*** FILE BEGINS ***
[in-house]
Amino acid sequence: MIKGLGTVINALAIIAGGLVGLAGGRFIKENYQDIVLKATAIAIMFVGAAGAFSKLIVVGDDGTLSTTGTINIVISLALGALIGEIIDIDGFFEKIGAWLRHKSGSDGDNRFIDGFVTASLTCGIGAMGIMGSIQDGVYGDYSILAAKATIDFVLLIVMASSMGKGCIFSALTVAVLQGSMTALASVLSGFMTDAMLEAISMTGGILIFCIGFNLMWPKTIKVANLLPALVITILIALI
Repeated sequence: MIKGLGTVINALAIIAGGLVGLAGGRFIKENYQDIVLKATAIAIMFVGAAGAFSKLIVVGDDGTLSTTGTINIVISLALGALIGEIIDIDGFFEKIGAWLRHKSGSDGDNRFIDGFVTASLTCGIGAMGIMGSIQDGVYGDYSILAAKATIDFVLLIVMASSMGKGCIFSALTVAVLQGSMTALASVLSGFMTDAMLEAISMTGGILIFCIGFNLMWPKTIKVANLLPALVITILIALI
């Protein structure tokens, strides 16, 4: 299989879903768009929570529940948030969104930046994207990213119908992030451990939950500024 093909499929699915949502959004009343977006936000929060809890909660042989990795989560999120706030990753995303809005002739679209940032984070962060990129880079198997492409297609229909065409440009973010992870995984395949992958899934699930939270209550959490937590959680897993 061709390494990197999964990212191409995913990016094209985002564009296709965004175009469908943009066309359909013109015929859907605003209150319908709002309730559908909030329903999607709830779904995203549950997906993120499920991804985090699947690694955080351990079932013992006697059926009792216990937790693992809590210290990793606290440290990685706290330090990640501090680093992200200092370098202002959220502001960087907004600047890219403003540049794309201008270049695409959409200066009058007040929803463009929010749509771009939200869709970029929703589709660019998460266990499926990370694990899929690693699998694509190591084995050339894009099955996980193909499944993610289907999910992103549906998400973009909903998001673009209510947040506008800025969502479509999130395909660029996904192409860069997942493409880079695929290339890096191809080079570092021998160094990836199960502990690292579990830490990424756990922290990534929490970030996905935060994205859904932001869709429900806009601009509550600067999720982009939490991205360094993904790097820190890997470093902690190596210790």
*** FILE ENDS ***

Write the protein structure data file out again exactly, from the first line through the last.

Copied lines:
[in-house]
Amino acid sequence: MIKGLGTVINALAIIAGGLVGLAGGRFIKENYQDIVLKATAIAIMFVGAAGAFSKLIVVGDDGTLSTTGTINIVISLALGALIGEIIDIDGFFEKIGAWLRHKSGSDGDNRFIDGFVTASLTCGIGAMGIMGSIQDGVYGDYSILAAKATIDFVLLIVMASSMGKGCIFSALTVAVLQGSMTALASVLSGFMTDAMLEAISMTGGILIFCIGFNLMWPKTIKVANLLPALVITILIALI
Repeated sequence: MIKGLGTVINALAIIAGGLVGLAGGRFIKENYQDIVLKATAIAIMFVGAAGAFSKLIVVGDDGTLSTTGTINIVISLALGALIGEIIDIDGFFEKIGAWLRHKSGSDGDNRFIDGFVTASLTCGIGAMGIMGSIQDGVYGDYSILAAKATIDFVLLIVMASSMGKGCIFSALTVAVLQGSMTALASVLSGFMTDAMLEAISMTGGILIFCIGFNLMWPKTIKVANLLPALVITILIALI
């Protein structure tokens, strides 16, 4: 299989879903768009929570529940948030969104930046994207990213119908992030451990939950500024 093909499929699915949502959004009343977006936000929060809890909660042989990795989560999120706030990753995303809005002739679209940032984070962060990129880079198997492409297609229909065409440009973010992870995984395949992958899934699930939270209550959490937590959680897993 061709390494990197999964990212191409995913990016094209985002564009296709965004175009469908943009066309359909013109015929859907605003209150319908709002309730559908909030329903999607709830779904995203549950997906993120499920991804985090699947690694955080351990079932013992006697059926009792216990937790693992809590210290990793606290440290990685706290330090990640501090680093992200200092370098202002959220502001960087907004600047890219403003540049794309201008270049695409959409200066009058007040929803463009929010749509771009939200869709970029929703589709660019998460266990499926990370694990899929690693699998694509190591084995050339894009099955996980193909499944993610289907999910992103549906998400973009909903998001673009209510947040506008800025969502479509999130395909660029996904192409860069997942493409880079695929290339890096191809080079570092021998160094990836199960502990690292579990830490990424756990922290990534929490970030996905935060994205859904932001869709429900806009601009509550600067999720982009939490991205360094993904790097820190890997470093902690190596210790």